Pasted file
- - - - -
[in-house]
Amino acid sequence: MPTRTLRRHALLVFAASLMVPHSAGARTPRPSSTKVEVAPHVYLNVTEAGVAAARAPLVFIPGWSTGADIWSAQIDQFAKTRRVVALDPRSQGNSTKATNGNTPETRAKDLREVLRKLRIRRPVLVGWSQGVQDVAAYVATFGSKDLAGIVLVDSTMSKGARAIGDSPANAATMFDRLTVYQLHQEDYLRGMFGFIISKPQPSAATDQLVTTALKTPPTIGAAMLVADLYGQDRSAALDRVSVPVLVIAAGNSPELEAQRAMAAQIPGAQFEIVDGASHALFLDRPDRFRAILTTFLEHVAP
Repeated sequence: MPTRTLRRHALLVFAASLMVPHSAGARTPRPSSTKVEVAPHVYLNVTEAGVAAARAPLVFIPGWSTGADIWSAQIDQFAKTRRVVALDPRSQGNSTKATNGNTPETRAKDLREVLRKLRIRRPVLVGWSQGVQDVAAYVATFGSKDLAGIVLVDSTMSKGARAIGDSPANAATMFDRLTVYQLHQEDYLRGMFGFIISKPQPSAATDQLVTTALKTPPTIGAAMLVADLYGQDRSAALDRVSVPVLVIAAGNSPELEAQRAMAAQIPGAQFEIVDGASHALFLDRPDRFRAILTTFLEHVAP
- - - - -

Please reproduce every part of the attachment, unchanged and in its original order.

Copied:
[in-house]
Amino acid sequence: MPTRTLRRHALLVFAASLMVPHSAGARTPRPSSTKVEVAPHVYLNVTEAGVAAARAPLVFIPGWSTGADIWSAQIDQFAKTRRVVALDPRSQGNSTKATNGNTPETRAKDLREVLRKLRIRRPVLVGWSQGVQDVAAYVATFGSKDLAGIVLVDSTMSKGARAIGDSPANAATMFDRLTVYQLHQEDYLRGMFGFIISKPQPSAATDQLVTTALKTPPTIGAAMLVADLYGQDRSAALDRVSVPVLVIAAGNSPELEAQRAMAAQIPGAQFEIVDGASHALFLDRPDRFRAILTTFLEHVAP
Repeated sequence: MPTRTLRRHALLVFAASLMVPHSAGARTPRPSSTKVEVAPHVYLNVTEAGVAAARAPLVFIPGWSTGADIWSAQIDQFAKTRRVVALDPRSQGNSTKATNGNTPETRAKDLREVLRKLRIRRPVLVGWSQGVQDVAAYVATFGSKDLAGIVLVDSTMSKGARAIGDSPANAATMFDRLTVYQLHQEDYLRGMFGFIISKPQPSAATDQLVTTALKTPPTIGAAMLVADLYGQDRSAALDRVSVPVLVIAAGNSPELEAQRAMAAQIPGAQFEIVDGASHALFLDRPDRFRAILTTFLEHVAP